Microsoft SkyDrive is a cloud-based storage and syncing solution that will work for just about anyone. All you need is a Mac, PC, or mobile device, plus access to the Internet.
Once you install SkyDrive on your Mac, it appears to be just another folder. Drop a file or folder of any type into the SkyDrive folder, and the data is immediately stored on the Windows Live cloud storage system. You can access your SkyDrive content using a supported web browser, which includes just about all of them, from any Mac, PC, or mobile device.
Using SkyDrive As a Replacement for iDisk
It may seem odd that one of the leading candidates for replacing Apple's iDisk is Microsoft's SkyDrive; well, what can I say? SkyDrive offers features that are very similar to iDisk, and it's just as easy to use.
The reason we're looking for a replacement for iDisk is that Apple dropped the iDisk feature from iCloud. Well, iCloud never actually had this feature, but it was part of MobileMe, the precursor to iCloud. iDisk allowed you to store up to 5 GB of documents and other files, and sync the data with any Mac or iOS device.
iCloud also offers data storage features, but in its first iteration for OS X Lion, it only allows you to store specific data types; essentially, any format that works with an iWork app (Pages, Numbers, or Keynote). In my opinion, that's too restrictive.
SkyDrive currently offers several tiers of service.
- SkyDrive Free: 7 GB total storage.
- SkyDrive +20 (an additional 20 GB of storage): $10.00 per year.
- SkyDrive +50 (an additional 50 GB of storage): $25.00 per year.
- SkyDrive +100 (an additional 100 GB of storage): $50.00 per year.
We're going to show you how to set up the free version of SkyDrive on your Mac; this will provide you with 7 GB of free cloud storage.
Set Up SkyDrive
For SkyDrive to work, you need two basic items: a Microsoft Live ID (free) and the SkyDrive for Mac application (also free). You may also wish to install SkyDrive for Windows or SkyDrive for iOS; both are available in the App Store.
- If you already have a Microsoft Live ID, you can skip this step; otherwise, launch your browser and head off to: https://signup.live.com/
- Fill in the requested information to create your Windows Live ID. Be sure to note the email address you use, since that will be your Microsoft Live ID; make a note of your password as well. I strongly recommend using a strong password, which is a password that contains at least six characters (I recommend using 14 characters), including upper and lower case letters and at least one number and one special character. Once you have everything filled out, click the I Accept button.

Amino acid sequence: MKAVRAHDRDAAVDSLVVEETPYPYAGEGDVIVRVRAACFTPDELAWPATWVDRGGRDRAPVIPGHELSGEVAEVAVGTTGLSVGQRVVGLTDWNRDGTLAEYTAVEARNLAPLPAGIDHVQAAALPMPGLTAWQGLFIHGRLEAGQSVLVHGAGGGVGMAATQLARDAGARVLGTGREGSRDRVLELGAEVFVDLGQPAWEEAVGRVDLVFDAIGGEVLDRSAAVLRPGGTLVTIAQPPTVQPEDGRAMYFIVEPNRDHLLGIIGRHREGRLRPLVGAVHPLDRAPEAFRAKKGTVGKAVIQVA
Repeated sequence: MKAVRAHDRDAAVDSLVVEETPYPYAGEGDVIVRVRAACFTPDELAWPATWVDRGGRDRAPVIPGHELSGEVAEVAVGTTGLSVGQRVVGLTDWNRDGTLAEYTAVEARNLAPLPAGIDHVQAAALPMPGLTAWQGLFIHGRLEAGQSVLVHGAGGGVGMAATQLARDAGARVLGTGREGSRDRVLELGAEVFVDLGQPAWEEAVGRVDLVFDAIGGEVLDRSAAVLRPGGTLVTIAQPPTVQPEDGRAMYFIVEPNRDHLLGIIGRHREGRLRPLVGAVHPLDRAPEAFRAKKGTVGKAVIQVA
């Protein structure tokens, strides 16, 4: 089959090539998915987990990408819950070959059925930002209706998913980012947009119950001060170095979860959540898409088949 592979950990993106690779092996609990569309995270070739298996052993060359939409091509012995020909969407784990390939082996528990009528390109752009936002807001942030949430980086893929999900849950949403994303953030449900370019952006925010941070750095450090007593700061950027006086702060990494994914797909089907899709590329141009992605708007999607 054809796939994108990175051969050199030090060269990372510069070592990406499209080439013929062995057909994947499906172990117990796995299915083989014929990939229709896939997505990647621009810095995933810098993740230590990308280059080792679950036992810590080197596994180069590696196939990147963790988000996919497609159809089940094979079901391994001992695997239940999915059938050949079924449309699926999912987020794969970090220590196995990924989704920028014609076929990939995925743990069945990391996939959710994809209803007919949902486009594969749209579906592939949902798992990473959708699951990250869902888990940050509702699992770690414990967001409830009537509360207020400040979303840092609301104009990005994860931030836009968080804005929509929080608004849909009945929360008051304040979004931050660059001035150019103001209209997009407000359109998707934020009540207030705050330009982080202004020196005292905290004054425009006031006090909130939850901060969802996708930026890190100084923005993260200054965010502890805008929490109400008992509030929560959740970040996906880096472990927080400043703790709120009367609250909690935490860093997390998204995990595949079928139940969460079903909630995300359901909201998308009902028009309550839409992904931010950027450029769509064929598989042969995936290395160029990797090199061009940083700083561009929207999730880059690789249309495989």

- Now that you have a Windows Live ID, head on over to: https://apps.live.com/skydrive
- Enter your Windows Live ID and click the Sign In button.
- Your browser will display the default SkyDrive folder configuration. For now, don't worry about any folders displayed in the web browser. What we're interested in is the SkyDrive Apps options. Go ahead and click the Get SkyDrive Apps link located near the bottom on the left hand side.
- A brief description of the SkyDrive for Mac app will display. Click the Download SkyDrive for Mac button.
- After your browser finishes downloading the app, navigate to the appropriate location on your Mac, usually the Downloads folder.
- Double click the SkyDrive.pkg item to launch the SkyDrive installer. Then follow the onscreen instructions.
- Double-click the SkyDrive app in your Application folder.
- You will be warned that SkyDrive is an app you downloaded from the Internet. Click the Open button.
- The SkyDrive welcome screen will display. Click the Get Started button.
- Supply your Windows Live ID, and then click the Sign In button.
- SkyDrive allows you to create a SkyDrive folder in the location of your choice. Click the Choose SkyDrive Folder Location button.
- A Finder sheet will drop down allowing you to navigate to the location where you want the SkyDrive folder created. Pick you location and click the Choose this Location button.
- click the Done button.
- The SkyDrive setup is complete.
SkyDrive acts like much like any other folder on your Mac; the only difference is that the data within it is actually stored on remote Windows SkyDrive servers. Within the SkyDrive folder, you will find three default folders labeled Documents, Pictures, and Public. You can add as many folders as you wish, and create any system of organization that suits your fancy.
Adding files is as simple as copying or dragging them to the SkyDrive folder or appropriate sub-folder. Once you put files in the SkyDrive folder, you can access them from any Mac, PC, or mobile device that has SkyDrive installed. You can also access the SkyDrive folder from any computer or mobile device using the web interface.
In the next SkyDrive guide, we will take a more detailed look at using the service.